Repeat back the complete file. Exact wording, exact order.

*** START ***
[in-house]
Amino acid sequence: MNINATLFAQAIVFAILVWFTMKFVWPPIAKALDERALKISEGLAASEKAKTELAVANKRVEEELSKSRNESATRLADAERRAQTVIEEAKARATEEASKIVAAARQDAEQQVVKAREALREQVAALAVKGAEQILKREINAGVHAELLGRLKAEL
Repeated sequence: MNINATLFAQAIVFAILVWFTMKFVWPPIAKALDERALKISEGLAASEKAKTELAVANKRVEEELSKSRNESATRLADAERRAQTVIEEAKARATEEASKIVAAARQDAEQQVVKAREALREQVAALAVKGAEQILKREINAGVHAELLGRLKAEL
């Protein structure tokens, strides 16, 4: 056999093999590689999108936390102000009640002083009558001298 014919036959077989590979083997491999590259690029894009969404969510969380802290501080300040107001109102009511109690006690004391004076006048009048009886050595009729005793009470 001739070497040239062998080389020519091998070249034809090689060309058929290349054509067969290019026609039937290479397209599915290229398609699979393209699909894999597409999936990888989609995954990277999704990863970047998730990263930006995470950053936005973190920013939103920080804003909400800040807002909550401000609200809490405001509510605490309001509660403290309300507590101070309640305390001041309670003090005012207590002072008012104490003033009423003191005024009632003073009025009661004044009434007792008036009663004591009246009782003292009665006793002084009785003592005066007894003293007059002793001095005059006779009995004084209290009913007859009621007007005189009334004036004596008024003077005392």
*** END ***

[in-house]
Amino acid sequence: MNINATLFAQAIVFAILVWFTMKFVWPPIAKALDERALKISEGLAASEKAKTELAVANKRVEEELSKSRNESATRLADAERRAQTVIEEAKARATEEASKIVAAARQDAEQQVVKAREALREQVAALAVKGAEQILKREINAGVHAELLGRLKAEL
Repeated sequence: MNINATLFAQAIVFAILVWFTMKFVWPPIAKALDERALKISEGLAASEKAKTELAVANKRVEEELSKSRNESATRLADAERRAQTVIEEAKARATEEASKIVAAARQDAEQQVVKAREALREQVAALAVKGAEQILKREINAGVHAELLGRLKAEL
């Protein structure tokens, strides 16, 4: 056999093999590689999108936390102000009640002083009558001298 014919036959077989590979083997491999590259690029894009969404969510969380802290501080300040107001109102009511109690006690004391004076006048009048009886050595009729005793009470 001739070497040239062998080389020519091998070249034809090689060309058929290349054509067969290019026609039937290479397209599915290229398609699979393209699909894999597409999936990888989609995954990277999704990863970047998730990263930006995470950053936005973190920013939103920080804003909400800040807002909550401000609200809490405001509510605490309001509660403290309300507590101070309640305390001041309670003090005012207590002072008012104490003033009423003191005024009632003073009025009661004044009434007792008036009663004591009246009782003292009665006793002084009785003592005066007894003293007059002793001095005059006779009995004084209290009913007859009621007007005189009334004036004596008024003077005392």